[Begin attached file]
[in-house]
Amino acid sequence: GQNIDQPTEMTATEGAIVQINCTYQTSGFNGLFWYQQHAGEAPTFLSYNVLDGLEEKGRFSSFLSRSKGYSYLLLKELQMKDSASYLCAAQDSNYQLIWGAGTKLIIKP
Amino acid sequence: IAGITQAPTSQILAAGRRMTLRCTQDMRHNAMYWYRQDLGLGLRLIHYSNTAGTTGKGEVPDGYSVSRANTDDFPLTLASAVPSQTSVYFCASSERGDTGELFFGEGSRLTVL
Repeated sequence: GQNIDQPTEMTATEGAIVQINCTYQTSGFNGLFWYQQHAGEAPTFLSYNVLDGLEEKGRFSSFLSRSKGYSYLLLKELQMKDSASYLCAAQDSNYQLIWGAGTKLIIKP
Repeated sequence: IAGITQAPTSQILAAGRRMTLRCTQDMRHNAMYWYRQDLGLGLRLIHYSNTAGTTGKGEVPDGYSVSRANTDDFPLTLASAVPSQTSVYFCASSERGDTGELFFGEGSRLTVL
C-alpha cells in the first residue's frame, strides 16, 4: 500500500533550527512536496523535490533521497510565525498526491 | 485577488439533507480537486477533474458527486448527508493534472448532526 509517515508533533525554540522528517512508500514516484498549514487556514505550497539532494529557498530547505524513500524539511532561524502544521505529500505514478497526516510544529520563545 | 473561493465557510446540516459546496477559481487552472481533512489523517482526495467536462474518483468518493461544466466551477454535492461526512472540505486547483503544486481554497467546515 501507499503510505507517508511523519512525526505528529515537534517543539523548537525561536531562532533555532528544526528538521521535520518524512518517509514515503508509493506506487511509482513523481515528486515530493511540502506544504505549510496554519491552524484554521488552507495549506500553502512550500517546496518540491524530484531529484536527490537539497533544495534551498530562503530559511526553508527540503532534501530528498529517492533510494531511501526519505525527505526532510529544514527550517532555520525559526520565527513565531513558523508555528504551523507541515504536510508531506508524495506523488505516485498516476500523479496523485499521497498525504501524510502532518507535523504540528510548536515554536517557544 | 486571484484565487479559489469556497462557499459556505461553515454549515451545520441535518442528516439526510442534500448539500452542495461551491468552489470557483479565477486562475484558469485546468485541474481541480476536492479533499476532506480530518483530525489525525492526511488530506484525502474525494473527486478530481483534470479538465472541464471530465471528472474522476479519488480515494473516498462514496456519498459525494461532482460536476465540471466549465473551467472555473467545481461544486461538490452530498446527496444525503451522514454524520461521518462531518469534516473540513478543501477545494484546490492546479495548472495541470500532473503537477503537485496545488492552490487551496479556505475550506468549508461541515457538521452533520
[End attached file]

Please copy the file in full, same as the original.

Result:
[in-house]
Amino acid sequence: GQNIDQPTEMTATEGAIVQINCTYQTSGFNGLFWYQQHAGEAPTFLSYNVLDGLEEKGRFSSFLSRSKGYSYLLLKELQMKDSASYLCAAQDSNYQLIWGAGTKLIIKP
Amino acid sequence: IAGITQAPTSQILAAGRRMTLRCTQDMRHNAMYWYRQDLGLGLRLIHYSNTAGTTGKGEVPDGYSVSRANTDDFPLTLASAVPSQTSVYFCASSERGDTGELFFGEGSRLTVL
Repeated sequence: GQNIDQPTEMTATEGAIVQINCTYQTSGFNGLFWYQQHAGEAPTFLSYNVLDGLEEKGRFSSFLSRSKGYSYLLLKELQMKDSASYLCAAQDSNYQLIWGAGTKLIIKP
Repeated sequence: IAGITQAPTSQILAAGRRMTLRCTQDMRHNAMYWYRQDLGLGLRLIHYSNTAGTTGKGEVPDGYSVSRANTDDFPLTLASAVPSQTSVYFCASSERGDTGELFFGEGSRLTVL
C-alpha cells in the first residue's frame, strides 16, 4: 500500500533550527512536496523535490533521497510565525498526491 | 485577488439533507480537486477533474458527486448527508493534472448532526 509517515508533533525554540522528517512508500514516484498549514487556514505550497539532494529557498530547505524513500524539511532561524502544521505529500505514478497526516510544529520563545 | 473561493465557510446540516459546496477559481487552472481533512489523517482526495467536462474518483468518493461544466466551477454535492461526512472540505486547483503544486481554497467546515 501507499503510505507517508511523519512525526505528529515537534517543539523548537525561536531562532533555532528544526528538521521535520518524512518517509514515503508509493506506487511509482513523481515528486515530493511540502506544504505549510496554519491552524484554521488552507495549506500553502512550500517546496518540491524530484531529484536527490537539497533544495534551498530562503530559511526553508527540503532534501530528498529517492533510494531511501526519505525527505526532510529544514527550517532555520525559526520565527513565531513558523508555528504551523507541515504536510508531506508524495506523488505516485498516476500523479496523485499521497498525504501524510502532518507535523504540528510548536515554536517557544 | 486571484484565487479559489469556497462557499459556505461553515454549515451545520441535518442528516439526510442534500448539500452542495461551491468552489470557483479565477486562475484558469485546468485541474481541480476536492479533499476532506480530518483530525489525525492526511488530506484525502474525494473527486478530481483534470479538465472541464471530465471528472474522476479519488480515494473516498462514496456519498459525494461532482460536476465540471466549465473551467472555473467545481461544486461538490452530498446527496444525503451522514454524520461521518462531518469534516473540513478543501477545494484546490492546479495548472495541470500532473503537477503537485496545488492552490487551496479556505475550506468549508461541515457538521452533520